Journalists Advised To Embrace Tech While Maintaining Authenticity


By Isabella Maua

Journalists have been challenged to embrace digitalization and Artificial Intelligence amidst the chaotic media environment dominated by fake news and misinformation.

Speaking during the Philip Ochieng’ Memorial Forum in Nairobi,Rachael Akidi, a veteran journalist and Strategic Communication consultant, said that there are many emerging threats to the credibility of journalism, but this shouldn’t deter them from pursuing authenticity.

“We need to re-evaluate the values and principles of modern-day journalism, understand our target audience, which is largely Gen-Z, and package our news stories accordingly,” Akidi noted.

Another great issue that has threatened to paralyze the media industry, especially privately owned main-stream media stations, is lack of adequate finances.

This, according to Akidi, could be tackled essentially through collaborations and partnerships with companies and organizations that have products or services to offer.

“For a very long time, traditional media houses have relied on advertisements for income, but with the recent emergence of influencers, it’s evidently getting tougher for them to sustain operations,” she cited.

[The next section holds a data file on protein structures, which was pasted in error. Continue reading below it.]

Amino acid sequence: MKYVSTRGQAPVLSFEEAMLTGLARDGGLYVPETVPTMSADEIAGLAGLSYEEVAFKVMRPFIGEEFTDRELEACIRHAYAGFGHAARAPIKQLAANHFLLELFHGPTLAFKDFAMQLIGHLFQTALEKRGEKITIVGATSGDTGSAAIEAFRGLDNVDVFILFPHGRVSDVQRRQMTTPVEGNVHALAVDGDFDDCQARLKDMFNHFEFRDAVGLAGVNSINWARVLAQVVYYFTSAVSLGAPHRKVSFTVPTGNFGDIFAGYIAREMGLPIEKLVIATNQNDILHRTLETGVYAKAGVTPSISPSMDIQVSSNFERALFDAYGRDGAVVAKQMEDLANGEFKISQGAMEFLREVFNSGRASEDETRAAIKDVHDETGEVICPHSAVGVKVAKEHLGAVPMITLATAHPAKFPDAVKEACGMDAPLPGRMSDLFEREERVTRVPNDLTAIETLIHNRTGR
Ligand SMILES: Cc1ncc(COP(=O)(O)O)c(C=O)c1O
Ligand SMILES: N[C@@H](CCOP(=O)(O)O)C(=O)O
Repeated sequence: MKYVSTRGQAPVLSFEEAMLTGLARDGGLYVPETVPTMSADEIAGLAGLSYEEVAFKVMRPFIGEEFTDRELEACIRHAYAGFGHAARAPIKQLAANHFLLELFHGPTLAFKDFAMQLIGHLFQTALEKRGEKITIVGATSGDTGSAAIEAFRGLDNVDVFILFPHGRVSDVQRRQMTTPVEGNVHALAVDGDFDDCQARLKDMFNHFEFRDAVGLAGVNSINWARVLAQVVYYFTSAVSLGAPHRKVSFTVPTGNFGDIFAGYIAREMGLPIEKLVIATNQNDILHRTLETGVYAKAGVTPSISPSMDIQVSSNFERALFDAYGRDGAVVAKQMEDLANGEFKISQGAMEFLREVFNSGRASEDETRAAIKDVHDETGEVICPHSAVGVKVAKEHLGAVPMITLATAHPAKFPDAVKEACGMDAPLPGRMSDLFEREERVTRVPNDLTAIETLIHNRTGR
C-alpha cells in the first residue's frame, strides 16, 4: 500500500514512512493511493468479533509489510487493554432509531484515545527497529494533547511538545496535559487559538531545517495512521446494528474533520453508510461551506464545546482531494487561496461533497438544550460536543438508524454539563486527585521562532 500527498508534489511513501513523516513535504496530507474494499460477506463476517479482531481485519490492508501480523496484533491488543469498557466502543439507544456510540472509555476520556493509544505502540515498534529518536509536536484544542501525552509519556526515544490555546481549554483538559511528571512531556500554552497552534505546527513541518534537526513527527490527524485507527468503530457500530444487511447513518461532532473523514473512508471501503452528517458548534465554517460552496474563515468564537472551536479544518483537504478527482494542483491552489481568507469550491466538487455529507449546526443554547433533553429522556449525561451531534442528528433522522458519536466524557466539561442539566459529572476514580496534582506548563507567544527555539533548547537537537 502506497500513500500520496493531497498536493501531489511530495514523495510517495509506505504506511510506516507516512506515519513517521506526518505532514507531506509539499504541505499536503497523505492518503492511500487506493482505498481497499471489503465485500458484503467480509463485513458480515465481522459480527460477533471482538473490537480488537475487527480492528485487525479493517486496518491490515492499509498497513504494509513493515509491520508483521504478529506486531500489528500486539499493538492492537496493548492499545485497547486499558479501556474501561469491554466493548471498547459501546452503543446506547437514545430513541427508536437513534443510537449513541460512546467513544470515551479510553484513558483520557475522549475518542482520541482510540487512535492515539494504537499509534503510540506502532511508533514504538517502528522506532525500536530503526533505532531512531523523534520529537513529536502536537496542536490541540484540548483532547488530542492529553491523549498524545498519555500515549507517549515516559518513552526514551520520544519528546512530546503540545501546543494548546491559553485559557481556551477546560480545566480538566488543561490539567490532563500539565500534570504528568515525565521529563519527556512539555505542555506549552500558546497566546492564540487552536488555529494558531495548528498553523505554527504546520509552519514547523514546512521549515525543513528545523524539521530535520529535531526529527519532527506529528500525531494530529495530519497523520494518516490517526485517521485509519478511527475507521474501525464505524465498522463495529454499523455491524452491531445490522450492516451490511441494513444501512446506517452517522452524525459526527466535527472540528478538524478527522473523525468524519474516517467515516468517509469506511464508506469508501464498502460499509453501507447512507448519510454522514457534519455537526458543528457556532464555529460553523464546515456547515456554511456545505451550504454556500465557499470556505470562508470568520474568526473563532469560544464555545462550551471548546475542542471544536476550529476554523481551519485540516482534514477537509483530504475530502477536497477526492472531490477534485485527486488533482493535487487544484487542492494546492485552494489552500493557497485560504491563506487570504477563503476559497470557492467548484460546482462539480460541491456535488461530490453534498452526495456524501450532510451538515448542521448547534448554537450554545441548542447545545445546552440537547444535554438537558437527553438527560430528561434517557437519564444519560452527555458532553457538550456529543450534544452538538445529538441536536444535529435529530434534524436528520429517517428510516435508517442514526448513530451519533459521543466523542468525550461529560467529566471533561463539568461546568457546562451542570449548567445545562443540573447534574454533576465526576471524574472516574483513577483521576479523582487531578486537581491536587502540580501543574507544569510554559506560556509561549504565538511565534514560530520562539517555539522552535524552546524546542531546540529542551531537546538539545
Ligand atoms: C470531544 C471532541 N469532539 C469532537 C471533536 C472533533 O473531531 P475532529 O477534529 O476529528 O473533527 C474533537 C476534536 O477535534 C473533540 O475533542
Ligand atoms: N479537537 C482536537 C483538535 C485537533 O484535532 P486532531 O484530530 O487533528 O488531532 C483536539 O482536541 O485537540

Despite the fact that journalism is facing numerous challenges, from the peddling of fake news to the dominance of citizen journalism and quacks, upcoming journalists have been advised to uphold ethics and creativity for sustainability.

Joseph Warungu, a legendary editor who has worked with The BBC for over two decades, accentuated the need for academicians to instil a reading culture in students of journalism.

“I recall the late Philip Ochieng’ who passionately loved reading, and as seen in his exemplary writing, he remains to be celebrated in many more years to come,” observed Warungu.

He, on the other hand, pointed out that the editors of today have no time to mentor upcoming journalists who may have otherwise become potential writers and editors in the future.

Warungu added: “With many years of experience as an editor in Africa and beyond, I can attest that it’s not our making, but we find it difficult to mentor young journalists because we are tasked with more tasks of bringing businesses to the company.”

Dr. Lidya Radoli, a lecturer at Daystar University, highlighted the need to incorporate industry members into the academy despite the technological hype in the current world.

“We can’t dismiss the fact that Artificial Intelligence is here with us and we need to embrace it, but we also can’t overlook the need for human presence,” she reiterated.

Conclusively, it’s needless to say that conventional media is competing with social media and the digital entertainment market, but in the end, creativity and value-added journalism will always win.

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